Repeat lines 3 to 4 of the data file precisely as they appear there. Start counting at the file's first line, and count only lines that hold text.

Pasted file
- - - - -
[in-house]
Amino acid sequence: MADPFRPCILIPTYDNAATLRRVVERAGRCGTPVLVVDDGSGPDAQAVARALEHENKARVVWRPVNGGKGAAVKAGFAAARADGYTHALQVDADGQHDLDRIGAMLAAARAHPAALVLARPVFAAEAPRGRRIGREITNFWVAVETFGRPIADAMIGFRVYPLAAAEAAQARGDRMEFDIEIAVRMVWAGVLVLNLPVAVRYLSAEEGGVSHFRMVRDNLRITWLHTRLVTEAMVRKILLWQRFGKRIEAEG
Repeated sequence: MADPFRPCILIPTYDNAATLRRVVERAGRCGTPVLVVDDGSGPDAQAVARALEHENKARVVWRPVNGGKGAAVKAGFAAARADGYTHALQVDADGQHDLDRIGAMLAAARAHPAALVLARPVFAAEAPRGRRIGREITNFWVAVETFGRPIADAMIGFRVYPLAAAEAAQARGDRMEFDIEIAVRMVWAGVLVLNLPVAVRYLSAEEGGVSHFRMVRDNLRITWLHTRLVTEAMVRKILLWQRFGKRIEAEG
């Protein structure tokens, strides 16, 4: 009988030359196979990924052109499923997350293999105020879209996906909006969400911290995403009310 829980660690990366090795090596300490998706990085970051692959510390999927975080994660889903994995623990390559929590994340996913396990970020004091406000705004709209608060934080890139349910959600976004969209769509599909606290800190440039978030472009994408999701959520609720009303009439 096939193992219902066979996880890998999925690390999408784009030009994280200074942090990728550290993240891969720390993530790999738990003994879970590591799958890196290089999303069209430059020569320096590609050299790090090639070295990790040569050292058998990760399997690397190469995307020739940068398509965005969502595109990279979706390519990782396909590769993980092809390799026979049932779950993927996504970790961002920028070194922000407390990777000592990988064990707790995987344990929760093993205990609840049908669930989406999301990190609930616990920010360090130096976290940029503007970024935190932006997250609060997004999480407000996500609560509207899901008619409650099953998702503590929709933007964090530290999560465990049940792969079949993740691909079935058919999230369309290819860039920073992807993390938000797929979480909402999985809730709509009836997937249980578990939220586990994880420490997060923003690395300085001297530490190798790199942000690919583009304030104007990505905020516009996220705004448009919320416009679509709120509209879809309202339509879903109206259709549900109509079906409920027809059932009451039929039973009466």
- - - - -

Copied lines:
Repeated sequence: MADPFRPCILIPTYDNAATLRRVVERAGRCGTPVLVVDDGSGPDAQAVARALEHENKARVVWRPVNGGKGAAVKAGFAAARADGYTHALQVDADGQHDLDRIGAMLAAARAHPAALVLARPVFAAEAPRGRRIGREITNFWVAVETFGRPIADAMIGFRVYPLAAAEAAQARGDRMEFDIEIAVRMVWAGVLVLNLPVAVRYLSAEEGGVSHFRMVRDNLRITWLHTRLVTEAMVRKILLWQRFGKRIEAEG
């Protein structure tokens, strides 16, 4: 009988030359196979990924052109499923997350293999105020879209996906909006969400911290995403009310 829980660690990366090795090596300490998706990085970051692959510390999927975080994660889903994995623990390559929590994340996913396990970020004091406000705004709209608060934080890139349910959600976004969209769509599909606290800190440039978030472009994408999701959520609720009303009439 096939193992219902066979996880890998999925690390999408784009030009994280200074942090990728550290993240891969720390993530790999738990003994879970590591799958890196290089999303069209430059020569320096590609050299790090090639070295990790040569050292058998990760399997690397190469995307020739940068398509965005969502595109990279979706390519990782396909590769993980092809390799026979049932779950993927996504970790961002920028070194922000407390990777000592990988064990707790995987344990929760093993205990609840049908669930989406999301990190609930616990920010360090130096976290940029503007970024935190932006997250609060997004999480407000996500609560509207899901008619409650099953998702503590929709933007964090530290999560465990049940792969079949993740691909079935058919999230369309290819860039920073992807993390938000797929979480909402999985809730709509009836997937249980578990939220586990994880420490997060923003690395300085001297530490190798790199942000690919583009304030104007990505905020516009996220705004448009919320416009679509709120509209879809309202339509879903109206259709549900109509079906409920027809059932009451039929039973009466």